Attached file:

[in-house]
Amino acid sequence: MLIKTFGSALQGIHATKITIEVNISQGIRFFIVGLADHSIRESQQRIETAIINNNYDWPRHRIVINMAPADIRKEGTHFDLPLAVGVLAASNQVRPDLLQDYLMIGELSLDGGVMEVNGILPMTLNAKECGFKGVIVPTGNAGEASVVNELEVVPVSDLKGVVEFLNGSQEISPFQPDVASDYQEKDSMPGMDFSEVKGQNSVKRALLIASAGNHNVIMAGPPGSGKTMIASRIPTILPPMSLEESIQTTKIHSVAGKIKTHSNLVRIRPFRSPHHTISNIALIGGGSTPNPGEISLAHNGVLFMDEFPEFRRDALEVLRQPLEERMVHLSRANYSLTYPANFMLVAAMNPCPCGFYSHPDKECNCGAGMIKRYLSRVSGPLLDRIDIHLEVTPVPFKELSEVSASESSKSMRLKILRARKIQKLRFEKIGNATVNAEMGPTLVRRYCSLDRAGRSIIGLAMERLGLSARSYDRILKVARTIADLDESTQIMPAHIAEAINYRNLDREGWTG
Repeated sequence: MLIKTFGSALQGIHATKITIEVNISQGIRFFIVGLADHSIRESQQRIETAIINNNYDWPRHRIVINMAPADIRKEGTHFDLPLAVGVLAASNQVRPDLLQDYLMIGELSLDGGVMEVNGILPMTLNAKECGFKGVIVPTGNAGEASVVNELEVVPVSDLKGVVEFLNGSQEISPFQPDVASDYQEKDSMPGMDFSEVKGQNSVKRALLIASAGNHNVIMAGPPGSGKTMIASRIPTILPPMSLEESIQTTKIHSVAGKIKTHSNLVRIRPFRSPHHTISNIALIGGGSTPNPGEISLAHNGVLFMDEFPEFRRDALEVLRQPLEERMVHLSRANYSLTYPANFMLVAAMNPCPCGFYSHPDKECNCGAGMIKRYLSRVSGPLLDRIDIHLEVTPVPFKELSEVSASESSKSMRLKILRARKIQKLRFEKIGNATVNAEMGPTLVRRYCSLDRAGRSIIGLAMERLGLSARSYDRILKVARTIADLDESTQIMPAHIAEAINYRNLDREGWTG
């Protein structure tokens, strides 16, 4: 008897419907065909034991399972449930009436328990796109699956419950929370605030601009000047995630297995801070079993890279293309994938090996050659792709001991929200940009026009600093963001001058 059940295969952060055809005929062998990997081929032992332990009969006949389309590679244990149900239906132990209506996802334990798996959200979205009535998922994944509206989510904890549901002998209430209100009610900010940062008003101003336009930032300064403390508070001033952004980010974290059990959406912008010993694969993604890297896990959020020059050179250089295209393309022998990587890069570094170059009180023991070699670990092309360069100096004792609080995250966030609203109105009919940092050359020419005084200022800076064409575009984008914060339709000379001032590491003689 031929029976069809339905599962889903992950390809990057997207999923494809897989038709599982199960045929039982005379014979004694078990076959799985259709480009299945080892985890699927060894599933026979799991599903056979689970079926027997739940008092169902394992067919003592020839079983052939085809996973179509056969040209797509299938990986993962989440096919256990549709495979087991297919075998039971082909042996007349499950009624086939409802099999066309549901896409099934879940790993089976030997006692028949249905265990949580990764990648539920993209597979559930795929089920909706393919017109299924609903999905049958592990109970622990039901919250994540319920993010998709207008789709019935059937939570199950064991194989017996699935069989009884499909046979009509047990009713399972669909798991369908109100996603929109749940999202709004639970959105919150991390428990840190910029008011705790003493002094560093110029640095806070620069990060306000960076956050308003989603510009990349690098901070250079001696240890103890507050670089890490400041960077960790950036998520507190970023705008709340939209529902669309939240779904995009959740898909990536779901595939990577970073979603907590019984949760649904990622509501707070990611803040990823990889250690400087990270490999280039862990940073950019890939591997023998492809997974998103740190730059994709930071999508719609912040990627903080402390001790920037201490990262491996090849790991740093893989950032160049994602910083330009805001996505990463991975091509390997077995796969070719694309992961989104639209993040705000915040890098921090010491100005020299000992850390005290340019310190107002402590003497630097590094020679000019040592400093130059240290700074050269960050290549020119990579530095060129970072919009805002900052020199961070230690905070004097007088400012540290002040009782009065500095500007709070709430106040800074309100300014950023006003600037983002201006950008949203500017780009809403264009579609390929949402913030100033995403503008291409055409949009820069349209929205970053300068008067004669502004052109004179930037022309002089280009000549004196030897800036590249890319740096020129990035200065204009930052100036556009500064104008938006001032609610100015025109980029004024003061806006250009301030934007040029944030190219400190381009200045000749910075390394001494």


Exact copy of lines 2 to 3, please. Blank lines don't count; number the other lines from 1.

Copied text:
Amino acid sequence: MLIKTFGSALQGIHATKITIEVNISQGIRFFIVGLADHSIRESQQRIETAIINNNYDWPRHRIVINMAPADIRKEGTHFDLPLAVGVLAASNQVRPDLLQDYLMIGELSLDGGVMEVNGILPMTLNAKECGFKGVIVPTGNAGEASVVNELEVVPVSDLKGVVEFLNGSQEISPFQPDVASDYQEKDSMPGMDFSEVKGQNSVKRALLIASAGNHNVIMAGPPGSGKTMIASRIPTILPPMSLEESIQTTKIHSVAGKIKTHSNLVRIRPFRSPHHTISNIALIGGGSTPNPGEISLAHNGVLFMDEFPEFRRDALEVLRQPLEERMVHLSRANYSLTYPANFMLVAAMNPCPCGFYSHPDKECNCGAGMIKRYLSRVSGPLLDRIDIHLEVTPVPFKELSEVSASESSKSMRLKILRARKIQKLRFEKIGNATVNAEMGPTLVRRYCSLDRAGRSIIGLAMERLGLSARSYDRILKVARTIADLDESTQIMPAHIAEAINYRNLDREGWTG
Repeated sequence: MLIKTFGSALQGIHATKITIEVNISQGIRFFIVGLADHSIRESQQRIETAIINNNYDWPRHRIVINMAPADIRKEGTHFDLPLAVGVLAASNQVRPDLLQDYLMIGELSLDGGVMEVNGILPMTLNAKECGFKGVIVPTGNAGEASVVNELEVVPVSDLKGVVEFLNGSQEISPFQPDVASDYQEKDSMPGMDFSEVKGQNSVKRALLIASAGNHNVIMAGPPGSGKTMIASRIPTILPPMSLEESIQTTKIHSVAGKIKTHSNLVRIRPFRSPHHTISNIALIGGGSTPNPGEISLAHNGVLFMDEFPEFRRDALEVLRQPLEERMVHLSRANYSLTYPANFMLVAAMNPCPCGFYSHPDKECNCGAGMIKRYLSRVSGPLLDRIDIHLEVTPVPFKELSEVSASESSKSMRLKILRARKIQKLRFEKIGNATVNAEMGPTLVRRYCSLDRAGRSIIGLAMERLGLSARSYDRILKVARTIADLDESTQIMPAHIAEAINYRNLDREGWTG